According to Gergely Röst, member of the epidemiological modeling and analysis working group, vaccination is not enough in the next critical weeks- masks and targeted measures are needed.
According to the mathematician, the increase of the virus in October is not unique to Hungary: a similar trend occurred across Central Europe at roughly the same time, so there must be a factor that is specific to the region as a whole. Of course, the extent of the reversal varies from country to country, as these countries are characterized by different levels of contagion from previous waves and have different measures in place. The level of vaccination also varies but is typically below the EU average (except in Germany, where there are also regional differences).
The article in Portfolio, written by Röst, takes the reader through the possible reasons for the increase of the coronavirus. He rules out a number of reasons, but these are the ones he thinks are (most likely) possible:
- External effects: The Balkan countries with low vaccination coverage have a very serious epidemic situation and are strongly linked to the Central European region through mobility. It is possible that the large number of imports may have played a role in the upsurge of the epidemic, although with a well-functioning epidemiological system, imports may not necessarily cause a national epidemic.
- Seasonality, environmental factors: These are a combination of partly environmental (temperature, humidity), partly biological (there is seasonality in people’s immune systems and general health), and partly human (we spend more time in poorly ventilated enclosed spaces) factors. However, recent weather changes have not been so drastic as to explain the phenomenon alone.
- Weakening immunity: The population’s defenses not only increase (through vaccination and survival) but also decrease over time. After a few months, immunity to infection weakens significantly (as we have also reported in this article and this one), but protection against the severe disease remains high for longer. However, this explanation is undermined by the fact that while Hungary was one month ahead of the rest of the region in mass vaccinations in the spring, we were no longer ahead of the others at the turn of the trend.
- Competition between respiratory viruses: The different seasonal epidemics of upper respiratory viruses do not usually peak at the same time, but follow each other in an almost regular pattern: when one goes down, the other comes up. The different viruses also compete with each other. For example, people who have just been infected with rhinovirus are less likely to be infected by SARS-CoV-2 because of the immune response. Another example is that if one virus causes a large number of illnesses in schools, then many sick children stay at home, making it more difficult for other viruses to spread. In September, GPs and pediatricians reported a record number of patients with respiratory symptoms, but only a fraction of these were COVID-19. It is, therefore, possible that the outbreak of other respiratory viruses may have temporarily prevented the spread of the coronavirus, but this explanation is weakened by the fact that other respiratory viruses are currently circulating in large numbers.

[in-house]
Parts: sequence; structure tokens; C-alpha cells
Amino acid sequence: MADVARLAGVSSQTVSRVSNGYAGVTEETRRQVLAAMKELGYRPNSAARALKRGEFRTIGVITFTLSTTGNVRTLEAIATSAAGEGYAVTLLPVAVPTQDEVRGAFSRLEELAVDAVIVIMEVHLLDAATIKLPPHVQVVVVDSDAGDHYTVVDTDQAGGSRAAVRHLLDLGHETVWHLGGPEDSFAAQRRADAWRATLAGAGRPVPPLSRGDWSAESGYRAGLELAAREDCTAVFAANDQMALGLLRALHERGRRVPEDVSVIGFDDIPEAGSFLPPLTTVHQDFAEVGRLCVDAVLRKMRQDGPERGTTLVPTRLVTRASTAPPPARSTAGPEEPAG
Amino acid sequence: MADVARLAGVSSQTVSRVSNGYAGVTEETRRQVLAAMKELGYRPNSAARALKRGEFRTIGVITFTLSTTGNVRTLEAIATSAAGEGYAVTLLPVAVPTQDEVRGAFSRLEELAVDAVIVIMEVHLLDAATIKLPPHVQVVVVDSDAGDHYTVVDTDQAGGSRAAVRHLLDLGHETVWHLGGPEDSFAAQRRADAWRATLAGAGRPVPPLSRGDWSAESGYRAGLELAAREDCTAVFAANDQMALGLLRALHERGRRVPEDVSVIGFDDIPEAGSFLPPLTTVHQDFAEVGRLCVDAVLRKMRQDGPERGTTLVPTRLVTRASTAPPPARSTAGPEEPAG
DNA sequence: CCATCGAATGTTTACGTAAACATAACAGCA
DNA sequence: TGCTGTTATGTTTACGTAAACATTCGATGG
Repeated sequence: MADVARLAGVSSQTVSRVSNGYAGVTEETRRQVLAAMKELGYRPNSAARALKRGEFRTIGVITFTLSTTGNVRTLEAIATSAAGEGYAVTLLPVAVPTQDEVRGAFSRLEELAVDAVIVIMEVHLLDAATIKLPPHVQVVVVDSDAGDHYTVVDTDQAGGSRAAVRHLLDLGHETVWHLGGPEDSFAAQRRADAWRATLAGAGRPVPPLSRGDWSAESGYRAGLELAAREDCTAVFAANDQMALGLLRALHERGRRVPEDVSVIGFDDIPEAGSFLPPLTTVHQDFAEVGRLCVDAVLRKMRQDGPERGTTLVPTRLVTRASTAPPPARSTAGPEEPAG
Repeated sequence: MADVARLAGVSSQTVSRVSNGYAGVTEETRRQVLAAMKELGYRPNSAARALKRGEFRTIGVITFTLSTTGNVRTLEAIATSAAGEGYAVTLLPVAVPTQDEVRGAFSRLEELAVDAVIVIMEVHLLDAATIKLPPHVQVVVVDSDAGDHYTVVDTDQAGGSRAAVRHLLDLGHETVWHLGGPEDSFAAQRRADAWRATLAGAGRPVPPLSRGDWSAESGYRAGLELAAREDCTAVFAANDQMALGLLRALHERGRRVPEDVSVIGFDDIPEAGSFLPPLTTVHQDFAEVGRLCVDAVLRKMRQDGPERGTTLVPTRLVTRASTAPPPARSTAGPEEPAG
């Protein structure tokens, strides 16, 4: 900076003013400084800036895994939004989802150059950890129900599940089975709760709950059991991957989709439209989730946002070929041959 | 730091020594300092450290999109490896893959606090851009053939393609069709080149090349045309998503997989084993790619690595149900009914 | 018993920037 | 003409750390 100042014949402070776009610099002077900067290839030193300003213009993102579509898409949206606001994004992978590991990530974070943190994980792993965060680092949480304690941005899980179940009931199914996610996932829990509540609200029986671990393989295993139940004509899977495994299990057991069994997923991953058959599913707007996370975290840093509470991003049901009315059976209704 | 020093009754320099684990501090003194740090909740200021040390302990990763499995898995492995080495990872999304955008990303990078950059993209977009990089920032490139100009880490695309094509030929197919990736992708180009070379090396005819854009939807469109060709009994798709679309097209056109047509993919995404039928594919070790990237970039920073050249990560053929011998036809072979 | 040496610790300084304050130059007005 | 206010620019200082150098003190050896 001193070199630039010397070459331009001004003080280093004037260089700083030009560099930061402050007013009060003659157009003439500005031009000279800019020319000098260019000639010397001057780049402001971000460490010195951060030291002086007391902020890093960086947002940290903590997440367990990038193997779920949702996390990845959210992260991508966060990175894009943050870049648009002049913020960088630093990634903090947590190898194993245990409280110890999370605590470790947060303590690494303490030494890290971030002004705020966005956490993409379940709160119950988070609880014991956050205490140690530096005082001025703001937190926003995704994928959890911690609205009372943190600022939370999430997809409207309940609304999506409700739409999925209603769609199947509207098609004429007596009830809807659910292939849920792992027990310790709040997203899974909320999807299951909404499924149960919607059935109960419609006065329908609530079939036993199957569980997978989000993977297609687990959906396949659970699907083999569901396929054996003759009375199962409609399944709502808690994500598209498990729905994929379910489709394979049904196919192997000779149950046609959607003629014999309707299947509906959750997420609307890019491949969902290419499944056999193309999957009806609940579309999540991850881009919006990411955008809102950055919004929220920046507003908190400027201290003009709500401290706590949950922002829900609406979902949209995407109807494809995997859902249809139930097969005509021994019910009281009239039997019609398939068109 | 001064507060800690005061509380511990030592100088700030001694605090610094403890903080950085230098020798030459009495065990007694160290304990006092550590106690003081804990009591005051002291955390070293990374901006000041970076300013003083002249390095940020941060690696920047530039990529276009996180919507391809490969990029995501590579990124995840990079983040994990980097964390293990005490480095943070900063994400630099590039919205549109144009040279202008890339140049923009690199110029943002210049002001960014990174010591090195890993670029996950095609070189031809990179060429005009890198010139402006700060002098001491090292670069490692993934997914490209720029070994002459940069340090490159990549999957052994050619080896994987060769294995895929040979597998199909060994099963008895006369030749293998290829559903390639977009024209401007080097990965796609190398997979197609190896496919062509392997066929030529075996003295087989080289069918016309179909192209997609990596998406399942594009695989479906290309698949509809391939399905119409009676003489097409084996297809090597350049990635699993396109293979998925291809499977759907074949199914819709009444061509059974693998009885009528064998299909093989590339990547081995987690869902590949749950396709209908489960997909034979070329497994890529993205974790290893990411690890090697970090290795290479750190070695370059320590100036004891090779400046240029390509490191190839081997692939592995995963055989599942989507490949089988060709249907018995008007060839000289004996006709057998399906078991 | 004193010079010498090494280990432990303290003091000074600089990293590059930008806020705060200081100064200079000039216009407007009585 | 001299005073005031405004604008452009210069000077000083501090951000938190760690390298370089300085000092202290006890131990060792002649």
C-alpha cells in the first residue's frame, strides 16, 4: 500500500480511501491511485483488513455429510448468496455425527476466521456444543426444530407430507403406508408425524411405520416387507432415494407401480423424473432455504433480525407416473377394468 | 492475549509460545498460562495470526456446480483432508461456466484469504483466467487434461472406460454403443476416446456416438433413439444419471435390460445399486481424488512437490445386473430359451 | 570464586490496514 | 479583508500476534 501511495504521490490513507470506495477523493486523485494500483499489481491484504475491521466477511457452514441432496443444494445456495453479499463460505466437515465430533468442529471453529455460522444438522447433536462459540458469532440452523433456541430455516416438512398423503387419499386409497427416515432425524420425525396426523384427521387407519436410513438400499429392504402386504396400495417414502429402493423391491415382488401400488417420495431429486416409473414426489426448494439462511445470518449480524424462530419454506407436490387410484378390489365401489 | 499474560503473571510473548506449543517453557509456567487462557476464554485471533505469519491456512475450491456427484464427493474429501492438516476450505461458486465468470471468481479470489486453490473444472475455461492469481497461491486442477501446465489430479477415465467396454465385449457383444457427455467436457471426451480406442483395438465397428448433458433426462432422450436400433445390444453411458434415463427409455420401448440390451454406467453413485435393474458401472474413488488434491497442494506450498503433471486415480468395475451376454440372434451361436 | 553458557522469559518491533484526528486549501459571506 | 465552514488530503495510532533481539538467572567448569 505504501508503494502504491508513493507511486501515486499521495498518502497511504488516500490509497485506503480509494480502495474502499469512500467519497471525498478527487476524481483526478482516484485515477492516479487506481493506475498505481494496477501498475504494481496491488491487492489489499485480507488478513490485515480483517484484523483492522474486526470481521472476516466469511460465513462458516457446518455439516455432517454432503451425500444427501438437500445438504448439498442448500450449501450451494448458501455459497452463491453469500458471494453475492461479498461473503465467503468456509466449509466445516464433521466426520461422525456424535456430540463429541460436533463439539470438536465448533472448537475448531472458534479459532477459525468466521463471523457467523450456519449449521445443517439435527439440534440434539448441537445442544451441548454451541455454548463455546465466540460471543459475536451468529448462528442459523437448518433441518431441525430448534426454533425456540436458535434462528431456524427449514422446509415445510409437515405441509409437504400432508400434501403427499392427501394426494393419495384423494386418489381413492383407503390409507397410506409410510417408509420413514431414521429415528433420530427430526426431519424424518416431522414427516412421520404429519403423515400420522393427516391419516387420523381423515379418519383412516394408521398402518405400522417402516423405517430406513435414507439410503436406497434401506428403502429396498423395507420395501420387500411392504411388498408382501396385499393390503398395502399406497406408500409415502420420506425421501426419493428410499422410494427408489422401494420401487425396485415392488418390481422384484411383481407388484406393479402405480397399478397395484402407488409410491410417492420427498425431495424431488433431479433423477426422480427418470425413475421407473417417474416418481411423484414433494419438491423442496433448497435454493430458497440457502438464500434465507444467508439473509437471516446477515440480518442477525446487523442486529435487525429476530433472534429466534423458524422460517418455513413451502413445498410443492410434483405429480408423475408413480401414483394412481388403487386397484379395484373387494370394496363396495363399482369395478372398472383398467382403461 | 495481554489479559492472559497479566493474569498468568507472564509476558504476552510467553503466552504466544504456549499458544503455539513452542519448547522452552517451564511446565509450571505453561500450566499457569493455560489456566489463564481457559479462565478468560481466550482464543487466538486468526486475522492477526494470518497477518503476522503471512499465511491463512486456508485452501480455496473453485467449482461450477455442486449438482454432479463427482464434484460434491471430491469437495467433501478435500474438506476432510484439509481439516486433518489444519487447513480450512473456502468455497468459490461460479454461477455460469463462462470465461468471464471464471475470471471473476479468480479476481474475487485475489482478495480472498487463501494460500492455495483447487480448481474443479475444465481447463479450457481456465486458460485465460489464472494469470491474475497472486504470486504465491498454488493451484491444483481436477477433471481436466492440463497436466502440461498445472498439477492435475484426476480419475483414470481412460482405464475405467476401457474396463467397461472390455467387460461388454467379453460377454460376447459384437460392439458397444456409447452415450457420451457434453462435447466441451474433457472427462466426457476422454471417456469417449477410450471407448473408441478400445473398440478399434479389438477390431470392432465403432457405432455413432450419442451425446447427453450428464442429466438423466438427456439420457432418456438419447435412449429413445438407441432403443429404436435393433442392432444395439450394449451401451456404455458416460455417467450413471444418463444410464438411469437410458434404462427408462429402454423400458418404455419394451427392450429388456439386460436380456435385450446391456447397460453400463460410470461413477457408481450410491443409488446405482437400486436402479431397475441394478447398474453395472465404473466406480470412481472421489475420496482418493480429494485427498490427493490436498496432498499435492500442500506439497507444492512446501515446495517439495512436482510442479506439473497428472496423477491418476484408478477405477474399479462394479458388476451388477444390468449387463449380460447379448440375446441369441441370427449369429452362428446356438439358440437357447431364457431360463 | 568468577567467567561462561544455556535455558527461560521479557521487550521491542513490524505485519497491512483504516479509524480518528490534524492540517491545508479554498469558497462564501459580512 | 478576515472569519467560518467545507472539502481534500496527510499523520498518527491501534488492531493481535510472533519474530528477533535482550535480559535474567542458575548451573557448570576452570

- Social heterogeneity: In the previous waves, we also saw significant differences in the involvement of certain social groups. There are also significant spatial inequalities in vaccination coverage, and there were regions in previous waves where the epidemic arrived later. It is possible that the fourth wave is now reaching vulnerable groups with lower vaccination coverage, and therefore spreading more rapidly.
According to Röst, the current vaccination coverage (which is lower than in Western European countries) is not sufficient against the delta variant alone. Toxicologist Gábor Zacher also noted earlier that “the 60% vaccination rate, after the initial big run-up, is not something to be proud of.” The delta variant is about three times more infectious than the virus that caused last autumn’s outbreak. It is very important to increase vaccination coverage in Hungary, and as many of those who have already been vaccinated should apply for a third vaccination as soon as possible, Röst says. However, Hungary is among the first to start the third vaccination, and we are ahead of the rest of the region. The third dose is not a curiosity, as for many diseases the whole vaccination series consists of three or more doses, and lasting immunity is established after that.
The mathematician brings up Israel as an example: Israel was in a similar situation at the end of the summer, with around 60% vaccination coverage. This situation was resolved by revaccinating a third of the population with the third dose in a few weeks and placing restrictions, successfully breaking the wave of the delta variant.
But even a new vaccination campaign cannot have a significant impact on what happens in the weeks ahead, because there is not enough time. If the peak of the fourth wave is to be significantly mitigated, other means are needed, including wider mask use and other targeted measures in proportion to the risk. It is no doubt disappointing for many that a year and a half after the start of the pandemic we are in this situation again, but the sooner we face it, the better chance we have of avoiding more serious consequences, Gergely Röst concluded.
Featured image: Zoltán Balogh/MTI